If you’re struggling emotionally during the process of changing your major, or you feel overwhelmed, then it’s best to have a chat with a student counselor. The sooner you take control of these feelings, the sooner you can get back to enjoying your university experience.
Also, if you think you’re doing the wrong thing, you may want to wait for a while to change your major until you’ve completely looked at all the angles.
5. Having New Classes and Unfamiliar Faces
Especially in cases where your new course is drastically different from your old course, entering a new classroom with a new teacher, new students, and an entirely new curriculum will be confusing at first.
However, if you’re still at the same college, you might still find some familiar faces.
It’s essential to understand that, in this situation, it’s inevitable that your new course is different from your previous major. It’s necessary to take control of your new circumstances by doing any catching-up required, including any coursework and taking advantage of extra credit.
If you’ve done enough research before you changed majors, you’ll find that the overall experience won’t be too alarming. In ideal circumstances, you should walk into your first lecture with the confidence that comes from in-depth research (source).
6. Managing the Opinions of Others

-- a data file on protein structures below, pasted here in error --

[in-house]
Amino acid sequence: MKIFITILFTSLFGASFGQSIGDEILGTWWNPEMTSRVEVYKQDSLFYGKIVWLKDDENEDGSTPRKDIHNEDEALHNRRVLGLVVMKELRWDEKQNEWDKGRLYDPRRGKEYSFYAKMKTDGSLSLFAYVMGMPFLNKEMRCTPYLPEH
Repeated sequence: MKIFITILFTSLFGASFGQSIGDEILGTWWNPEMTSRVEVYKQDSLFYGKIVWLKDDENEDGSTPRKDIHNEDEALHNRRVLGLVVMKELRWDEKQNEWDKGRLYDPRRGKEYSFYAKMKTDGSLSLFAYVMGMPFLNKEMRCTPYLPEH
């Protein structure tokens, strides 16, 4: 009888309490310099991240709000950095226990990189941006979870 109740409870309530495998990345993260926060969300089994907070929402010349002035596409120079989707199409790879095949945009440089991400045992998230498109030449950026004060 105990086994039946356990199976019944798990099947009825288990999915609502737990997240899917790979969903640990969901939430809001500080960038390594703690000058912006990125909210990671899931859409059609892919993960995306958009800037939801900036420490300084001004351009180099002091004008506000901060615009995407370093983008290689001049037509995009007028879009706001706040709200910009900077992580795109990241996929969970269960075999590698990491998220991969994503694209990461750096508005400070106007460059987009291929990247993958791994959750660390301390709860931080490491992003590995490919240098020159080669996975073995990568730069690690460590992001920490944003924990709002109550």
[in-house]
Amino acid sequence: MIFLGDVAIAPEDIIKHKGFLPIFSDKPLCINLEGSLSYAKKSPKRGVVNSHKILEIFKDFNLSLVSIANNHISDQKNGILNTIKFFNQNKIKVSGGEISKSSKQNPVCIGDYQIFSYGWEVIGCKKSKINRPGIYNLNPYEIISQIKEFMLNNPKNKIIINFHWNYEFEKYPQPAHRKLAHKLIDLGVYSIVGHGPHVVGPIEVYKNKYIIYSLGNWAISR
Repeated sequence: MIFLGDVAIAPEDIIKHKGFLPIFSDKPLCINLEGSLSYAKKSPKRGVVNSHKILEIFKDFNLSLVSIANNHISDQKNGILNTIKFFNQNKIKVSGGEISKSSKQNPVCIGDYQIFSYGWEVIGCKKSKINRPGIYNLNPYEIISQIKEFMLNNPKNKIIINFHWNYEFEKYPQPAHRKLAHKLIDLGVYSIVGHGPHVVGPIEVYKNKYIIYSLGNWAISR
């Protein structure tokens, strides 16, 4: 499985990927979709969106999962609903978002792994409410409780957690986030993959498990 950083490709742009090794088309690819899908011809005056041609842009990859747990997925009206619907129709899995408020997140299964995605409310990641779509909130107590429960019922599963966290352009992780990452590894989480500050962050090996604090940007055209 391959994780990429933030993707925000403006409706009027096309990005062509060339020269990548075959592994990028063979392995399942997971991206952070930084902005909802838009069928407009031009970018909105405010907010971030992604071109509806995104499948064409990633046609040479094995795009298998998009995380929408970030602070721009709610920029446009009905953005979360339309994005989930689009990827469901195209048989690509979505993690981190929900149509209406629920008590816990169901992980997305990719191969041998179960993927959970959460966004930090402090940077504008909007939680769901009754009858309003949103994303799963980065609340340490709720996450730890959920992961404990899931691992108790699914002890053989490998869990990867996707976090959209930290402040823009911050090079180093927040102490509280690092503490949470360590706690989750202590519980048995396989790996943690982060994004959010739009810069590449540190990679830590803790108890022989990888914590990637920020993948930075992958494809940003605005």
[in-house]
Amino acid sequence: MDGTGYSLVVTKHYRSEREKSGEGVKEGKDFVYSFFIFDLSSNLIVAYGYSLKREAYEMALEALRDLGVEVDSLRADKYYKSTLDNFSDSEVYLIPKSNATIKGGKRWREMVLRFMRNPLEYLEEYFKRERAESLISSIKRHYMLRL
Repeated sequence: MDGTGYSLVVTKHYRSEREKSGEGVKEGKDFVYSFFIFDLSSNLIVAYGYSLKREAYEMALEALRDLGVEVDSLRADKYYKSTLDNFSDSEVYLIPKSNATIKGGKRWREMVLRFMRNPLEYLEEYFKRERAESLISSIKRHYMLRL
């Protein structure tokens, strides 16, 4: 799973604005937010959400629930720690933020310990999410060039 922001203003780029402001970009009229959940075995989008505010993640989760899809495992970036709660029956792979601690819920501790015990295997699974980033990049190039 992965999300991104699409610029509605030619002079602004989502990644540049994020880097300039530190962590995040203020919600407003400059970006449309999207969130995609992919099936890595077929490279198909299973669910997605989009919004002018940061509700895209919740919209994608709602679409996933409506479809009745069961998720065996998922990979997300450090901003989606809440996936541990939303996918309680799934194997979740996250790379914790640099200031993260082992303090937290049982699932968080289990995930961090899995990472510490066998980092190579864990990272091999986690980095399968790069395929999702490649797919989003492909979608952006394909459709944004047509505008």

Telling people about your decision to switch majors, and especially telling your parents, can sometimes seem like an intimidating task.
Waiting until you have made your final decision can alleviate some of the anxiety that goes along with telling your friends and family about your desire to follow a new path in life. Dealing with the opinions of the people around you can be much easier when you’re more settled on your decision and happier about the outcome.
Do your relevant research, talk to your college advisor, consider any financial considerations, and try to make up your mind before discussing your circumstances with other people.
Of course, the opinions of others might be irrelevant, considering that this is your life and no one else’s. While you want to consider what others have to say about you changing majors, it doesn’t matter as much, as they aren’t living your life.
7. Waiting Until the Following Semester To Change Major
Many universities and colleges have a protocol set up for students wishing to change their major or drop specific courses.
These protocols often mean a lot of paperwork and discussion with the relevant university bodies. You may even have to reapply to a new school if your preferred major is in a different academic sphere.
Depending on your college, you may be obligated to wait for the beginning of the next semester to change your major. This is especially the case if your college has specific deadlines for academic decisions.